The common man hides his impotence behind delusions of power. He says: my personal actions affect the entire globe! What is the source of such hubris? The common man has been led astray by the experts. The experts know they depend upon the common man for their existence; without an audience to venerate them, the experts are no longer experts, merely reluctant scholars. Only in the face of ignorance, then, can one become an expert. So the experts feed the ignorant on candied sweets and strong liqueur, they tell him "only you can make a difference!" and "unless you act there will come catastrophe!" But the common man is overwhelmed with this responsibility; like a bee trapped between two panes of glass he imitates St. Vitus until his expiration; floundering and struggling, pounding his skull against the invisible walls around him, when all along, the exit lay above his head. Better to ignore the experts and follow the example of the escape artist: seek calmly and methodically for the exit, for it is your very floundering in the face of imagined future threat which itself creates catastrophe.

Tuesday, April 24, 2007

the regulation of the self

To know how one should act, but to fail to act thusly: we call this immoral. To know how one should feel, but to fail so to feel: what then should we call this? How may we catalogue this disorder that we may find a cure? The wise man has said: "to adjust one's inclinations, one must first adjust one's habits." But what habits must we adjust if our inclinations fail to admire, to ignore, to love, to fear, . . . ? If only the reflex action serves as external sign of these internal drives, what therapy lies open to us? The wise man is silent, but the barest movement of his lips instructs the only strategy: endure!

strife among comrades

These palisades high, we scale in concert; these rivers deep, we ford with clever synchrony. Drenched half-way up our thighs, laughing in comaraderie, each slogging minute floats on the breeze as chaff. And sullen gravity's awesome pull, its base, cumbersome chains, can ne'er tie these spirits to the hollow earth. But long in company, we on occasion grow short in temper, and the bitterness of goals as yet unreached turns upon the open face of joy and darkens it with jealous spite. But to triumph was never for the one, and the wise man must bite his tongue until his mouth runs thick with blood. Amongst comrades, even these clouds pass. Amongst friends, a timely blink may mask this passing shadow. These grains of sand upon the seashore of the past, who can count such trivialities? With eyes turned forward, they crunch beneath the feet unnoticed.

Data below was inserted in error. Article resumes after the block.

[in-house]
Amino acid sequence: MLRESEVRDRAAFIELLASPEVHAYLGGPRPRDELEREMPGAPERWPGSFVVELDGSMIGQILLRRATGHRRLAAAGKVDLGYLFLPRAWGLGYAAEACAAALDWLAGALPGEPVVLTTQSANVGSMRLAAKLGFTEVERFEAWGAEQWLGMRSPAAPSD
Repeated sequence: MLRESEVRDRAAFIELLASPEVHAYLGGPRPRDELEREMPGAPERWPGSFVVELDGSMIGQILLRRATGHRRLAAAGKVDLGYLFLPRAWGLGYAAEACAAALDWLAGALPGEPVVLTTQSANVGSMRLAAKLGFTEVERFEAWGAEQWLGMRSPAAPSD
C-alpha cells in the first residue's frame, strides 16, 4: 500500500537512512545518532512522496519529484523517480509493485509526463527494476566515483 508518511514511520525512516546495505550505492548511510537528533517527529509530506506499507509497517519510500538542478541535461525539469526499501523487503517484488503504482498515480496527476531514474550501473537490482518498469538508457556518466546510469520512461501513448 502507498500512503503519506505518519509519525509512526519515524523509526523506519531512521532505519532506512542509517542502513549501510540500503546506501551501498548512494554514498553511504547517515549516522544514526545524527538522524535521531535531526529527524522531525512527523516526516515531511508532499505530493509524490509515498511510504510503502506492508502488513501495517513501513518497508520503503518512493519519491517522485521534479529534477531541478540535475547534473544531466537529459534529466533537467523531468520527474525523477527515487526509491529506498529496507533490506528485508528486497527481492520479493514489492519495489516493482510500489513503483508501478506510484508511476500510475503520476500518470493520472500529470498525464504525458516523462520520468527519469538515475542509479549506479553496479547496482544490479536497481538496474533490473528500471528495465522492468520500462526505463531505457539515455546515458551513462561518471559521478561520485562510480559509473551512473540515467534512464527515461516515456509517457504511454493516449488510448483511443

Sunday, April 22, 2007

liviu librescu

Who should take action ~ who can take action? The common man believes that the government can act, and in his apathy, his laziness, his shirking of responsibility, he does not act in its stead. But there is no "government" - as individual, as force, as source of action - that can act, there is only the slow, emergent response of individuals. In the moment, when faced with crisis, no man can say how he will act. But if the response of individuals is to coalesce into a whole, then some individual must act. There are none who will come to our rescue, there is only us. To he who, when faced with the maelstrom, did act, when all around could only cower paralyzed in the hope that others would act, we owe not just respect, but also gratitude. It is from such exemplars that we can learn what real freedom is. It is from such exemplars that we can learn how to live.

Saturday, April 21, 2007

you hypocrites!

You hypocrites and amateur linguists ~ you who forbid the use to others of words you use yourselves! You who exult in freedom by depriving others of freedom! You who hide behind the law and wield its bitter hammer in fists that pervert liberty! Freed from all external chains you are now bound by chains of your own making ~ so much more onerous and inescapable are these. Cast off your shackles! The burden of history must be surmounted by us each within our own minds. There is no external palliative; there is no social reform; there is no reparation great enough! Hypocrisy is only a symptom of the oppression within. The wise man hates not the symptom, but the disease. The wise invalid knows that the suppression of symptoms can lead to swifter healing.

Friday, April 20, 2007

assaults of madmen